, ? underwriter, or any body, than the stood and considered by the Liberals Simon Taylor of London, the James and other party zealots, we should not Watt of Leith, or the Cụt-luggit Sow see them contending with such earnestof Kirka’dy. The Achilles is a peace- ness, as if their reputation depended able trader, a carrier of rum and upon it, for the right to appropriate to sugar; and the most fervid admirer themselves a favourite party nickname, of the valiant and irascible Greek (if or to fix another, which they suppose my readers can imagine a classical to be in less repute, on their adversaunderwriter) will be as ready as any ries. other man at Lloyds’ to declare that The writers of these epigrams seem the timbers of the Achilles are un- to have been aware that there was sound, and to insure the Hector of something shockingly indecent in thus Cork at a lower premium. When we, insulting the ashes of the mighty dead, whose wits are inellowed in the clumsy and endeavour to mitigate the detestair of Cockenzie, hear the name of ation it is calculated to excite, by Achilles, we more readily think of an telling us, in the preface, that a daily unseemly and shameless man of brass newspaper said, that ' Mr Percy Shelstanding up before the threshold of ley, a writer of infidel poetry, was "Mother West-end,' than of the hero drowned.'. And where was the offence of Greece, or the good ship of Bristol. here? or, supposing the conductor of When we, whom the clowns call Cock- a newspaper to have committed an neys, speak of Greeks, we think not impropriety, what kind of justification • Of deathless deeds atchieved on Trojan is this for men of liberality and letters plains,'
to set up, for repeating the offence but of
and improving upon it? Improper and • Inglorious toils endured at Brixton Mill.' shameful things have been done by Let me ask a question of the Liberals kings, and sycophants, and dandies themselves. When you call the steady who have ideas in their heads, and supporters of established rights. The certain modern barons, and modern Legitimates,' does the idea of rigid ob- bishops too. Does it follow that a servers and stern enforcers of the laws Liberal is therefore justifiable in dopresent itself to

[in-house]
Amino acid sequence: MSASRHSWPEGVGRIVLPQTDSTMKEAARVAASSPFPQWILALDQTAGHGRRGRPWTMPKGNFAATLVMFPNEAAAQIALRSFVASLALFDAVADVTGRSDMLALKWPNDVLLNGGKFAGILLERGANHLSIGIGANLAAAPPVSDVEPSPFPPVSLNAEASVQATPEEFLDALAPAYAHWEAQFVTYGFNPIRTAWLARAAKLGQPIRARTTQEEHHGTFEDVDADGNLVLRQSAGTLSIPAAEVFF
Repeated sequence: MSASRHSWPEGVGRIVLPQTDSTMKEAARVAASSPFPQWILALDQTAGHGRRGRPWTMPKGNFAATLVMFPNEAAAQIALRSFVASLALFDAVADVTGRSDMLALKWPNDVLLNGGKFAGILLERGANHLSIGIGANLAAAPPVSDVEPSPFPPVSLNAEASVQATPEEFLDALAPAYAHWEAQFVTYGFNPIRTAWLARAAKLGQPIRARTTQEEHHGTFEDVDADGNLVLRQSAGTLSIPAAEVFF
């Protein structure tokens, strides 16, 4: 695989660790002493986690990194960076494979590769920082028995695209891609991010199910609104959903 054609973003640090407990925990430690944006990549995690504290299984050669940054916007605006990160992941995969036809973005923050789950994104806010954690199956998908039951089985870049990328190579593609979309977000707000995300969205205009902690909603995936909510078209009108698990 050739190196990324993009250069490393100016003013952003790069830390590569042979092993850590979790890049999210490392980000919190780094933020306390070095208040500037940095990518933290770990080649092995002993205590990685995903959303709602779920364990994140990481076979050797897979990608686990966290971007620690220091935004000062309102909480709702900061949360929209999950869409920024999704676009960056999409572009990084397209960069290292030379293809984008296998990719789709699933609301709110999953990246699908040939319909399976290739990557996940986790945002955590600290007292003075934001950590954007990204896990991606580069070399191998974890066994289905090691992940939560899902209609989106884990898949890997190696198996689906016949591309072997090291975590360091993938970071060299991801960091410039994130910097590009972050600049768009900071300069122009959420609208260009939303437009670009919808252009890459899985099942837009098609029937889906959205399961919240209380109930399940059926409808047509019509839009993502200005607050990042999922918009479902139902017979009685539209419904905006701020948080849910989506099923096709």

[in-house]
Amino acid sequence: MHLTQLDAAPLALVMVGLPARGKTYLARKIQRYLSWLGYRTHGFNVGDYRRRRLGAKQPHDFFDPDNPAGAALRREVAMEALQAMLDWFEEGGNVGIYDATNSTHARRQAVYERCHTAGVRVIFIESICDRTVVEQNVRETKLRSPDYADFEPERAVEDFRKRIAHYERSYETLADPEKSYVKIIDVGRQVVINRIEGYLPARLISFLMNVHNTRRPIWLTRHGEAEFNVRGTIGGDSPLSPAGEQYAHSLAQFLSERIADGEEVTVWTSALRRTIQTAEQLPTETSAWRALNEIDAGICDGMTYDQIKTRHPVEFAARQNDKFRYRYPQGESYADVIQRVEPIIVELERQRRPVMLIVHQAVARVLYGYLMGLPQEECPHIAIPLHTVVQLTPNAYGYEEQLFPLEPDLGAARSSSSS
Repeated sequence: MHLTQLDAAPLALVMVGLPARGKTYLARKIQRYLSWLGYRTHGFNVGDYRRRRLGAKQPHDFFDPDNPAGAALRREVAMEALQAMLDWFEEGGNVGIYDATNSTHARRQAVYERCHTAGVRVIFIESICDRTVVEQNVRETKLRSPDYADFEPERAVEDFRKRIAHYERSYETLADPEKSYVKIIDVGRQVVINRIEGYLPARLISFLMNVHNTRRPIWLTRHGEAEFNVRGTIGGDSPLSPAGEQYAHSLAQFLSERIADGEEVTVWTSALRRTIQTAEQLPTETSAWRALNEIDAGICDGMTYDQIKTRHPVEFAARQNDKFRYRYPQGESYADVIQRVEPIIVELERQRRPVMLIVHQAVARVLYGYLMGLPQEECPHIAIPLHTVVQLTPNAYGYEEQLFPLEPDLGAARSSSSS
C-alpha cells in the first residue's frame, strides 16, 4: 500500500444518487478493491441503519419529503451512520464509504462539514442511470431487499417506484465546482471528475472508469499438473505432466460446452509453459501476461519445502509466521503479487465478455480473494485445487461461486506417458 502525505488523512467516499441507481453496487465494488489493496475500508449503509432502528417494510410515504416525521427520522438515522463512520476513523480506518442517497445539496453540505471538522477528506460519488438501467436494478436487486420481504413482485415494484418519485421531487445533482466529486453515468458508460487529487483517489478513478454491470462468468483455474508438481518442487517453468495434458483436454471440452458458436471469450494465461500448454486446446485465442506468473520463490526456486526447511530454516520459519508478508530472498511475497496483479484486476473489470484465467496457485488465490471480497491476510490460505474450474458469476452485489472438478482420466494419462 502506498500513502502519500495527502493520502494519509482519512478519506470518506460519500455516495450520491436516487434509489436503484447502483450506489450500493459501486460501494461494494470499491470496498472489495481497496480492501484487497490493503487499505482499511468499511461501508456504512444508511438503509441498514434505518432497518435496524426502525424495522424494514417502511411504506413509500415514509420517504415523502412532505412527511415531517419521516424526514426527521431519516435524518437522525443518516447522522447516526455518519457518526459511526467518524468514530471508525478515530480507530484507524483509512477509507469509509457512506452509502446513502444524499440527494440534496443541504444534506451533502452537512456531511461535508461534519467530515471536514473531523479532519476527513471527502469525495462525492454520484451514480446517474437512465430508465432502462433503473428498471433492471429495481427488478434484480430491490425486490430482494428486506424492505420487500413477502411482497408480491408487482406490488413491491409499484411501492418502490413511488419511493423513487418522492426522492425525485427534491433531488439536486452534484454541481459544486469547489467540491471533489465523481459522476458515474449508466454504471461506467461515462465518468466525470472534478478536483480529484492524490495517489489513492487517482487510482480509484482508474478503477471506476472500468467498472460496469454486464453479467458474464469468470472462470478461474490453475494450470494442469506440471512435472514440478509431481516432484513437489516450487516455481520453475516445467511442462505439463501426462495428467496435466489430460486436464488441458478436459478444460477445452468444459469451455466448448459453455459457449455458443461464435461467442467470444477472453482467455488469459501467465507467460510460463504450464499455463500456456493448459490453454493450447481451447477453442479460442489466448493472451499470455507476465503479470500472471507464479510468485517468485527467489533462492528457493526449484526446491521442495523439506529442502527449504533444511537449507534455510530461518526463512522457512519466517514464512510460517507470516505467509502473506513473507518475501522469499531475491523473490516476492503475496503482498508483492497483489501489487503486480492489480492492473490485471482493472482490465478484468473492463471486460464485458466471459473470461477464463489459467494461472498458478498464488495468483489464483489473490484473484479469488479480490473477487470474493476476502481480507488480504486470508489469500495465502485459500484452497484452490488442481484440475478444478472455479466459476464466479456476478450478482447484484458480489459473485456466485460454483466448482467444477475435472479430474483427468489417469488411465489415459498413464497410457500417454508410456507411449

your minds ? or do you ing the same things ? But here there think it a reproach to a state that the go- is not the excuse of example, not even vernment is established and continues the example of a newspaper to plead to be supported by law, and not by vio- in justification or extenuation. It is lence? When you speak of a party in the part of the proper business of a newsstate by the name of the Saints,' do paper to announce such facts as Mr you think of men of holy lives and Shelley's untimely end. In this simpure and heavenly minds, with hearts ple announcement of the fact, I perestranged from the world, its pomps ceive nothing like an attempt to be and vanities, its honours, pleasures, and facetious; no expression of mirth or pursuits? “No, you will say, ' in both exultation on the occasion. It surely these cases we mean to reproach the will not be said that the notification parties with making pretences to which of such an event ought to have been they do not act up.' But the parties accompanied with expressions of rein question never arrogated to them- gret, from men who were known to selves the names you give them; and hold Mr Shelley's writings in abhorif at any time they seem to accept rence, and knew the man only by His them, it is evidently because they will writings. It was an event that affordnot be at the trouble to dispute about ed ample occasion for serious refleca word. They make no pretensions tions, but they were of a nature that to which they do not endeavour to act would have rather looked like insultup. If you think the last named ing than doing honour to the memory party such pretenders as to deserve to of the dead ; and it may have been for have this designation fixed upon them this reason, that the notice was unacas a reproach, in giving them the name companied by any remark whatever, of Saints, you in effect call them hypo. Perhaps the offence consisted in callcrites. Is this Liberal? Is there any ing Mr Shelley a writer of infidel thing in the conduct of the gentlemen poetry. Mr Shelley, in his life-time, who are thus stigmatised to warrant would not have refused the appellaVOL. XIII.